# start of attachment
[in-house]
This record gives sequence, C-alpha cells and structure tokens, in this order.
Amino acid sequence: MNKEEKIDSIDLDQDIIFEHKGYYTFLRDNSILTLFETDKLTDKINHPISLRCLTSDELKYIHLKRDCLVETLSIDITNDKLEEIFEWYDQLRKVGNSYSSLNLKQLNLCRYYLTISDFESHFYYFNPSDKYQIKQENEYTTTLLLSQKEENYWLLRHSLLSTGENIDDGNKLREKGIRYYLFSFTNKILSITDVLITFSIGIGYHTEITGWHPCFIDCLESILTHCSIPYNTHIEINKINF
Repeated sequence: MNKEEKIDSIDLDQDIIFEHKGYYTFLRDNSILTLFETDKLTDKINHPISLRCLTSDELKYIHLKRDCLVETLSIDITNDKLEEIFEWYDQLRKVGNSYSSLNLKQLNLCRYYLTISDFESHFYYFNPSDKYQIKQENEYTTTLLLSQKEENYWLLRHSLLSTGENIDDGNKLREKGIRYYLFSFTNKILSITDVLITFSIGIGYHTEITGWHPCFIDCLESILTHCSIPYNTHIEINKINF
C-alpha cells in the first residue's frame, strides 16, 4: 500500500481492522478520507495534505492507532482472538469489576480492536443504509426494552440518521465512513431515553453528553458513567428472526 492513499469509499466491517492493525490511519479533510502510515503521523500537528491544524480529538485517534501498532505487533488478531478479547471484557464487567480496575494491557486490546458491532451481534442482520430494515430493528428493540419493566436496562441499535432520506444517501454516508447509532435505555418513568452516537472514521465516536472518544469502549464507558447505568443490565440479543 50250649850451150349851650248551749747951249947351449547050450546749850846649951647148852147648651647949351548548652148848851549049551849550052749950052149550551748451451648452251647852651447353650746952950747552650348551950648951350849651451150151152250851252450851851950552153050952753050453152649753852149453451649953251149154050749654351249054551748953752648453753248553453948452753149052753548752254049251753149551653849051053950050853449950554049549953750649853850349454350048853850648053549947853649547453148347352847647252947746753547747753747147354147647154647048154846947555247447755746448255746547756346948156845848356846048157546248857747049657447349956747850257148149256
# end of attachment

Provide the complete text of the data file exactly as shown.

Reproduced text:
[in-house]
This record gives sequence, C-alpha cells and structure tokens, in this order.
Amino acid sequence: MNKEEKIDSIDLDQDIIFEHKGYYTFLRDNSILTLFETDKLTDKINHPISLRCLTSDELKYIHLKRDCLVETLSIDITNDKLEEIFEWYDQLRKVGNSYSSLNLKQLNLCRYYLTISDFESHFYYFNPSDKYQIKQENEYTTTLLLSQKEENYWLLRHSLLSTGENIDDGNKLREKGIRYYLFSFTNKILSITDVLITFSIGIGYHTEITGWHPCFIDCLESILTHCSIPYNTHIEINKINF
Repeated sequence: MNKEEKIDSIDLDQDIIFEHKGYYTFLRDNSILTLFETDKLTDKINHPISLRCLTSDELKYIHLKRDCLVETLSIDITNDKLEEIFEWYDQLRKVGNSYSSLNLKQLNLCRYYLTISDFESHFYYFNPSDKYQIKQENEYTTTLLLSQKEENYWLLRHSLLSTGENIDDGNKLREKGIRYYLFSFTNKILSITDVLITFSIGIGYHTEITGWHPCFIDCLESILTHCSIPYNTHIEINKINF
C-alpha cells in the first residue's frame, strides 16, 4: 500500500481492522478520507495534505492507532482472538469489576480492536443504509426494552440518521465512513431515553453528553458513567428472526 492513499469509499466491517492493525490511519479533510502510515503521523500537528491544524480529538485517534501498532505487533488478531478479547471484557464487567480496575494491557486490546458491532451481534442482520430494515430493528428493540419493566436496562441499535432520506444517501454516508447509532435505555418513568452516537472514521465516536472518544469502549464507558447505568443490565440479543 50250649850451150349851650248551749747951249947351449547050450546749850846649951647148852147648651647949351548548652148848851549049551849550052749950052149550551748451451648452251647852651447353650746952950747552650348551950648951350849651451150151152250851252450851851950552153050952753050453152649753852149453451649953251149154050749654351249054551748953752648453753248553453948452753149052753548752254049251753149551653849051053950050853449950554049549953750649853850349454350048853850648053549947853649547453148347352847647252947746753547747753747147354147647154647048154846947555247447755746448255746547756346948156845848356846048157546248857747049657447349956747850257148149256